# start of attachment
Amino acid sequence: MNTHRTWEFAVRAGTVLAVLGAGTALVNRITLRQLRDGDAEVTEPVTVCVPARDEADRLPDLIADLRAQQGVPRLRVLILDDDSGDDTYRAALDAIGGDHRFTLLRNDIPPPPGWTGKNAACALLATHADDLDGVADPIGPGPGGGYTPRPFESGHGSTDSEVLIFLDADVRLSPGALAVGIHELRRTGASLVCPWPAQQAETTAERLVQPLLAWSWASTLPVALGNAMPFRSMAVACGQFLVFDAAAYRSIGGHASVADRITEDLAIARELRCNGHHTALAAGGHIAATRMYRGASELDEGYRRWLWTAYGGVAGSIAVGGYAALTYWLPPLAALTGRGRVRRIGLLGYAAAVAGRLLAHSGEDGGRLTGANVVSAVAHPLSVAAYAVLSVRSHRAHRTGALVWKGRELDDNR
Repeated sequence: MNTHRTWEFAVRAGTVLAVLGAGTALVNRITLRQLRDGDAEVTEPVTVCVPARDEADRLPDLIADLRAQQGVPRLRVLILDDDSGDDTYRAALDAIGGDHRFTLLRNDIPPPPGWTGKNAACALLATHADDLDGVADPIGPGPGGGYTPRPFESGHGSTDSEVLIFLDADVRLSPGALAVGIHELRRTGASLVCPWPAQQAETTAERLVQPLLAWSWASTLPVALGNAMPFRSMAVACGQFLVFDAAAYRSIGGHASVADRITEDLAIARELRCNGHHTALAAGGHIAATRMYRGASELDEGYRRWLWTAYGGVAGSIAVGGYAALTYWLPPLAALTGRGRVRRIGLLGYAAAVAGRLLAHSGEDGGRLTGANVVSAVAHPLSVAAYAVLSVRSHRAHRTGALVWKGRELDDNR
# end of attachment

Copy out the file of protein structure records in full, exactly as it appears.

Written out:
Amino acid sequence: MNTHRTWEFAVRAGTVLAVLGAGTALVNRITLRQLRDGDAEVTEPVTVCVPARDEADRLPDLIADLRAQQGVPRLRVLILDDDSGDDTYRAALDAIGGDHRFTLLRNDIPPPPGWTGKNAACALLATHADDLDGVADPIGPGPGGGYTPRPFESGHGSTDSEVLIFLDADVRLSPGALAVGIHELRRTGASLVCPWPAQQAETTAERLVQPLLAWSWASTLPVALGNAMPFRSMAVACGQFLVFDAAAYRSIGGHASVADRITEDLAIARELRCNGHHTALAAGGHIAATRMYRGASELDEGYRRWLWTAYGGVAGSIAVGGYAALTYWLPPLAALTGRGRVRRIGLLGYAAAVAGRLLAHSGEDGGRLTGANVVSAVAHPLSVAAYAVLSVRSHRAHRTGALVWKGRELDDNR
Repeated sequence: MNTHRTWEFAVRAGTVLAVLGAGTALVNRITLRQLRDGDAEVTEPVTVCVPARDEADRLPDLIADLRAQQGVPRLRVLILDDDSGDDTYRAALDAIGGDHRFTLLRNDIPPPPGWTGKNAACALLATHADDLDGVADPIGPGPGGGYTPRPFESGHGSTDSEVLIFLDADVRLSPGALAVGIHELRRTGASLVCPWPAQQAETTAERLVQPLLAWSWASTLPVALGNAMPFRSMAVACGQFLVFDAAAYRSIGGHASVADRITEDLAIARELRCNGHHTALAAGGHIAATRMYRGASELDEGYRRWLWTAYGGVAGSIAVGGYAALTYWLPPLAALTGRGRVRRIGLLGYAAAVAGRLLAHSGEDGGRLTGANVVSAVAHPLSVAAYAVLSVRSHRAHRTGALVWKGRELDDNR